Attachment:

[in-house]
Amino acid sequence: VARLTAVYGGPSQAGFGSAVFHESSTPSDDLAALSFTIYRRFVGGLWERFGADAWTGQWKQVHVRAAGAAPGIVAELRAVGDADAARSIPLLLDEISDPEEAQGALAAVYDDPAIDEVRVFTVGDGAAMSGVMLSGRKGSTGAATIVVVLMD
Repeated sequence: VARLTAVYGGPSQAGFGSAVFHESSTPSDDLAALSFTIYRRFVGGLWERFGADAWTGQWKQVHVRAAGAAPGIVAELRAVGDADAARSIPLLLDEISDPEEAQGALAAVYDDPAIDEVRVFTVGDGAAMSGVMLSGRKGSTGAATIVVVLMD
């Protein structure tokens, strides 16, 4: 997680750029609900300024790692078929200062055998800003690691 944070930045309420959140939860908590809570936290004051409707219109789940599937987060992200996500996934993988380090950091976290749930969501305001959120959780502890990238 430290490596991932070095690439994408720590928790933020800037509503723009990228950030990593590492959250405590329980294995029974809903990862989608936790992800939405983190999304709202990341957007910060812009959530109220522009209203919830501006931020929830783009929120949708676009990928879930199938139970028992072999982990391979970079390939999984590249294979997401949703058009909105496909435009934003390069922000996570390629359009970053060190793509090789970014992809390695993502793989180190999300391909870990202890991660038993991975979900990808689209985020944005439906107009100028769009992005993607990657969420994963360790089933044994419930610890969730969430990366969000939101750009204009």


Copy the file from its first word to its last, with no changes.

[in-house]
Amino acid sequence: VARLTAVYGGPSQAGFGSAVFHESSTPSDDLAALSFTIYRRFVGGLWERFGADAWTGQWKQVHVRAAGAAPGIVAELRAVGDADAARSIPLLLDEISDPEEAQGALAAVYDDPAIDEVRVFTVGDGAAMSGVMLSGRKGSTGAATIVVVLMD
Repeated sequence: VARLTAVYGGPSQAGFGSAVFHESSTPSDDLAALSFTIYRRFVGGLWERFGADAWTGQWKQVHVRAAGAAPGIVAELRAVGDADAARSIPLLLDEISDPEEAQGALAAVYDDPAIDEVRVFTVGDGAAMSGVMLSGRKGSTGAATIVVVLMD
């Protein structure tokens, strides 16, 4: 997680750029609900300024790692078929200062055998800003690691 944070930045309420959140939860908590809570936290004051409707219109789940599937987060992200996500996934993988380090950091976290749930969501305001959120959780502890990238 430290490596991932070095690439994408720590928790933020800037509503723009990228950030990593590492959250405590329980294995029974809903990862989608936790992800939405983190999304709202990341957007910060812009959530109220522009209203919830501006931020929830783009929120949708676009990928879930199938139970028992072999982990391979970079390939999984590249294979997401949703058009909105496909435009934003390069922000996570390629359009970053060190793509090789970014992809390695993502793989180190999300391909870990202890991660038993991975979900990808689209985020944005439906107009100028769009992005993607990657969420994963360790089933044994419930610890969730969430990366969000939101750009204009």